14. M249

    M249 New Member

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    Maybe so, but I'd rather have a broken arm or stinging eyes than a heart stoppage. :p

    Just don't taze me, bro!
     
  15. fallison

    fallison Guest

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    My point is there is going to be risks involved with any physical compliance techniques. My expectation is for law enforcement agencies to look at the options, weigh the effectiveness against the risks, and develop policy for escalation. Without seeing the studies done, I will not second guess them. If the idiot was tazed within policy, then the officers didn't do wrong. If you believe the policy is bad then present the empirical evidence, not just ancedotal stories.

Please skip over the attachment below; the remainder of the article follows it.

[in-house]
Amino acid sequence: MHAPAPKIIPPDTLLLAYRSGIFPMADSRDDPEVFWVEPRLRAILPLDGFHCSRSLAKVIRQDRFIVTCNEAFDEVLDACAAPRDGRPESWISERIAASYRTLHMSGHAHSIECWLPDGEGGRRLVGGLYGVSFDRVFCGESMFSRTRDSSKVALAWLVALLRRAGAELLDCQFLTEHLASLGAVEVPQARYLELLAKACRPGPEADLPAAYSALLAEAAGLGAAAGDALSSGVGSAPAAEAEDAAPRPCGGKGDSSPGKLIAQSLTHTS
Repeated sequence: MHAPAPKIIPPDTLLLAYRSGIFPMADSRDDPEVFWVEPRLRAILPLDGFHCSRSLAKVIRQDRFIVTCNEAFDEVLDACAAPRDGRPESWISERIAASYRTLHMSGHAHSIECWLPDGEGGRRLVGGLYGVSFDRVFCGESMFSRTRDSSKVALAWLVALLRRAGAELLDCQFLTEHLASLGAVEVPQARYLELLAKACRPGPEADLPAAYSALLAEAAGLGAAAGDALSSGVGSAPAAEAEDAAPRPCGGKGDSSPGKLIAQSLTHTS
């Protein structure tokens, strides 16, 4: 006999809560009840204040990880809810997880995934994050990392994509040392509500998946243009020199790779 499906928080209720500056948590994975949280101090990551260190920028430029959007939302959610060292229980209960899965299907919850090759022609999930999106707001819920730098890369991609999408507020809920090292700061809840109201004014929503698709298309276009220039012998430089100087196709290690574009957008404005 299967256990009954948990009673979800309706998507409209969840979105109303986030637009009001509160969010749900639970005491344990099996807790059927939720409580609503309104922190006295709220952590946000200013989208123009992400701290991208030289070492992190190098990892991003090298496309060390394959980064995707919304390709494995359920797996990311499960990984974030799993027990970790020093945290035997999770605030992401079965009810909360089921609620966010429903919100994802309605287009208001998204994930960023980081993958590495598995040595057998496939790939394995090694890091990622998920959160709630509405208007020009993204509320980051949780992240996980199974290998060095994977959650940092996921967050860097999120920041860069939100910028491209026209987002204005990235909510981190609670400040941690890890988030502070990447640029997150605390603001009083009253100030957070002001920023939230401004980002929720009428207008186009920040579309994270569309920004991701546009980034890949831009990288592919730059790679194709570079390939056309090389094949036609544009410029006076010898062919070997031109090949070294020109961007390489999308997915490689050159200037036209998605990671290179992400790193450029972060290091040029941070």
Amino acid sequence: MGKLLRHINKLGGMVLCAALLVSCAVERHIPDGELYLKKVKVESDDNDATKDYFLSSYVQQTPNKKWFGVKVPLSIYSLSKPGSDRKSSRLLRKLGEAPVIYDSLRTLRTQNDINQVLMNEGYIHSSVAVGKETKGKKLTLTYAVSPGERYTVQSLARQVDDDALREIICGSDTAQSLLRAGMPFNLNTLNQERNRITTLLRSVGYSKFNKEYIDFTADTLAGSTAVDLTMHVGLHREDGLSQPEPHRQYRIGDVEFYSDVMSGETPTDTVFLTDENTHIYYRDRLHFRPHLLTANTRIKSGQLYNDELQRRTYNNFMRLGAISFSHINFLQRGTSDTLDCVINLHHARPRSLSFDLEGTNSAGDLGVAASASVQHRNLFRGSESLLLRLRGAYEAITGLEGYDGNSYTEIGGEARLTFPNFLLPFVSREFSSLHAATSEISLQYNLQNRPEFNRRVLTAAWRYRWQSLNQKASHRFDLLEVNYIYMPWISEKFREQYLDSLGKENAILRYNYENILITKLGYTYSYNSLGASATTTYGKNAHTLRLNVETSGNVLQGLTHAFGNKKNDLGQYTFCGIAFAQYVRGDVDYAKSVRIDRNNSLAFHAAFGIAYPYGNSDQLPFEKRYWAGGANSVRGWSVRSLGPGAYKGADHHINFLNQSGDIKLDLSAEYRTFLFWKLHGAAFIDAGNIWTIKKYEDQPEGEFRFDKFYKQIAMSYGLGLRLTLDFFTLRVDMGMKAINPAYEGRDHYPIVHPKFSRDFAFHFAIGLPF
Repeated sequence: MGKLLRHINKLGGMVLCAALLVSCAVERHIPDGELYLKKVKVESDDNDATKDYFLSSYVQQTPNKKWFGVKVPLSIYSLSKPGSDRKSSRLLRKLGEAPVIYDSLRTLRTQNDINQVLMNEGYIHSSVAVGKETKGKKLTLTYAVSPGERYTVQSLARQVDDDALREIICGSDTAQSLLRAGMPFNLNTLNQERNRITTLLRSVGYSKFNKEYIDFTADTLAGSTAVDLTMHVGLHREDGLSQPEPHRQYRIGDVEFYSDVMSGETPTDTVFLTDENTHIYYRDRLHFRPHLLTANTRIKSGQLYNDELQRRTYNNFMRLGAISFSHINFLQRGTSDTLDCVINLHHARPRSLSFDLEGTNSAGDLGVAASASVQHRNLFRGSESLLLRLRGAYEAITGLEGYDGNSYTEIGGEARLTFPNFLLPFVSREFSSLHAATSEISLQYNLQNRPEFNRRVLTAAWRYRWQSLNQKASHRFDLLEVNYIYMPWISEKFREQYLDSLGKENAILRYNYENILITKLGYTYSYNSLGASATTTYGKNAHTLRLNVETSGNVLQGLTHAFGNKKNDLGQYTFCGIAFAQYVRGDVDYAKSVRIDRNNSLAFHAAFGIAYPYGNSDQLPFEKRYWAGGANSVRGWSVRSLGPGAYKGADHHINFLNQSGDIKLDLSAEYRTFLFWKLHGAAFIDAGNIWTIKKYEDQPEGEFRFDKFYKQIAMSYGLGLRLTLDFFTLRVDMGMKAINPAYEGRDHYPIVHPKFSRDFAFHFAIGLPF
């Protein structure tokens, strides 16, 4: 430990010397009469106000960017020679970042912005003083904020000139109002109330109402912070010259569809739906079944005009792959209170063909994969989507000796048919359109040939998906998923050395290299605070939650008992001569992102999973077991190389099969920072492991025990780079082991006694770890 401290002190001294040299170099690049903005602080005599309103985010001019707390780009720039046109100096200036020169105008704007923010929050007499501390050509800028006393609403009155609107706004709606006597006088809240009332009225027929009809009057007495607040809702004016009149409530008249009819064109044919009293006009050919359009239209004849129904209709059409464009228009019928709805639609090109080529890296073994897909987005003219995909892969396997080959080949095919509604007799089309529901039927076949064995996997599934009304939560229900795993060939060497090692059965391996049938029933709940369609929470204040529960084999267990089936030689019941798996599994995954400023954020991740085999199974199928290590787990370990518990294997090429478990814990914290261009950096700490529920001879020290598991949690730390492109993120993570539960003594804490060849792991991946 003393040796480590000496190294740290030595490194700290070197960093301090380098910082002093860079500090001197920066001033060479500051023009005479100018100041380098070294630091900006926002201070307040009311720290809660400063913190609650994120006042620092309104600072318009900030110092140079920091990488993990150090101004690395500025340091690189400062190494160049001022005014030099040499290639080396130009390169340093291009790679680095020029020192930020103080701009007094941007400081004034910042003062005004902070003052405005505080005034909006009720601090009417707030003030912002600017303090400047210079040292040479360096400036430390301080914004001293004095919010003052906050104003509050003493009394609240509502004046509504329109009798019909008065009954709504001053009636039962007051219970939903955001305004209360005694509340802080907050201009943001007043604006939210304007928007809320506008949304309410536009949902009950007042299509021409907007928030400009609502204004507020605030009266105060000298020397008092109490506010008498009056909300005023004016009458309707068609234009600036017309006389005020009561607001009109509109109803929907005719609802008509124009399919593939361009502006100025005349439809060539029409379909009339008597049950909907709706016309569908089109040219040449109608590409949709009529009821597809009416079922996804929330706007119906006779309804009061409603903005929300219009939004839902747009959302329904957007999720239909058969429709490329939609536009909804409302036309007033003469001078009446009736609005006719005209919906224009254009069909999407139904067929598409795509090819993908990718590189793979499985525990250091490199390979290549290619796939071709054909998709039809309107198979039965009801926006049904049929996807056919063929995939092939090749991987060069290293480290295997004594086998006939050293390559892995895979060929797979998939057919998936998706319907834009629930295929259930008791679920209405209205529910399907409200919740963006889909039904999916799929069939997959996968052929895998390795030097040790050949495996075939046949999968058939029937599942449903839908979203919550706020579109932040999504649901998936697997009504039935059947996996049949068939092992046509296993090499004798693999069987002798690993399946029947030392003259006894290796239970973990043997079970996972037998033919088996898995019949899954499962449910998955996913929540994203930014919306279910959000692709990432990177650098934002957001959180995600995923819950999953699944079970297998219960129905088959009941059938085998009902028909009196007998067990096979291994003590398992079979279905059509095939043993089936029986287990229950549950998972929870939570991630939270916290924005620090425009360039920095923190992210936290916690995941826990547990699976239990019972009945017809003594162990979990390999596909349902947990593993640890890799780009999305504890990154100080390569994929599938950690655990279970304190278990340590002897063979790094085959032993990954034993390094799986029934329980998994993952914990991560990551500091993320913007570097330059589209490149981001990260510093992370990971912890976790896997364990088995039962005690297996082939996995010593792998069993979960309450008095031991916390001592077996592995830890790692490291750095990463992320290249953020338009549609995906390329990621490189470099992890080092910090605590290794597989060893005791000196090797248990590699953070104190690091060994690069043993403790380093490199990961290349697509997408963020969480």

:D
     
  16. GACop

    GACop Member

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    I have to respectfully disagree with you. If I am in a deadly force situation, I am going to use deadly force. I am not going to place my life in the hands of an ECD/Electronic Control Device. I'm going to rely on my ability to accurately shoot my handgun to stop the threat.

    The purpose of the TASER is to assist the officer in taking control of situations that would otherwise require physical force. TASER tells you in their training that they never intended it to be a substitute for deadly force.

    Using hands, baton, and chemical sprays have all resulted in the death of suspects. They have also resulted in numerous injuries to officers and costs probably millions in taxpayers dollars for workman's comp claims.

    The TASER has reduced officer workman comps claims by 100% in some jurisdictions. They also have resulted in double digit percentage drops to injuries to suspects.

    If there is a tool that reduces officer and suspect injuries, why would you not want officers to use it? Even if it only made officers safer, why would you not want us to use it?